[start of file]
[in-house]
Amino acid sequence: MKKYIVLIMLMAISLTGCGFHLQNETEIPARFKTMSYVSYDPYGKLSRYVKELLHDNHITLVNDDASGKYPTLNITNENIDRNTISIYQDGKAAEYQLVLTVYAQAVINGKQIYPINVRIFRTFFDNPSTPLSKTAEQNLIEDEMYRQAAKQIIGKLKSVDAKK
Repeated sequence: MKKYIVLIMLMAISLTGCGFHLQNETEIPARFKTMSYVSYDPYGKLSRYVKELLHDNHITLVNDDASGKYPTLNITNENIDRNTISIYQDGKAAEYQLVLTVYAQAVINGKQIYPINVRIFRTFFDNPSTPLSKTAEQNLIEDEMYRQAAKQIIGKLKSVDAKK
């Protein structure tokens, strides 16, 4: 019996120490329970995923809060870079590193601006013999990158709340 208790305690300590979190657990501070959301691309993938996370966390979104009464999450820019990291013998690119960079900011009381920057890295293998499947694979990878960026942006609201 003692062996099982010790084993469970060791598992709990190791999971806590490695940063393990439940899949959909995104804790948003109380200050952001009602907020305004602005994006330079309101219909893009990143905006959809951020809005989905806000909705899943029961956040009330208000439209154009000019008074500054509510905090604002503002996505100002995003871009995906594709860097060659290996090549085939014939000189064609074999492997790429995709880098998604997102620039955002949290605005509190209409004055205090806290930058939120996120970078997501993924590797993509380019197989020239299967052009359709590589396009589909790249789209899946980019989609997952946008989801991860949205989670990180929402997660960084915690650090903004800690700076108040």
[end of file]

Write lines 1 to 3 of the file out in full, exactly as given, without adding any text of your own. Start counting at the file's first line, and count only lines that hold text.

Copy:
[in-house]
Amino acid sequence: MKKYIVLIMLMAISLTGCGFHLQNETEIPARFKTMSYVSYDPYGKLSRYVKELLHDNHITLVNDDASGKYPTLNITNENIDRNTISIYQDGKAAEYQLVLTVYAQAVINGKQIYPINVRIFRTFFDNPSTPLSKTAEQNLIEDEMYRQAAKQIIGKLKSVDAKK
Repeated sequence: MKKYIVLIMLMAISLTGCGFHLQNETEIPARFKTMSYVSYDPYGKLSRYVKELLHDNHITLVNDDASGKYPTLNITNENIDRNTISIYQDGKAAEYQLVLTVYAQAVINGKQIYPINVRIFRTFFDNPSTPLSKTAEQNLIEDEMYRQAAKQIIGKLKSVDAKK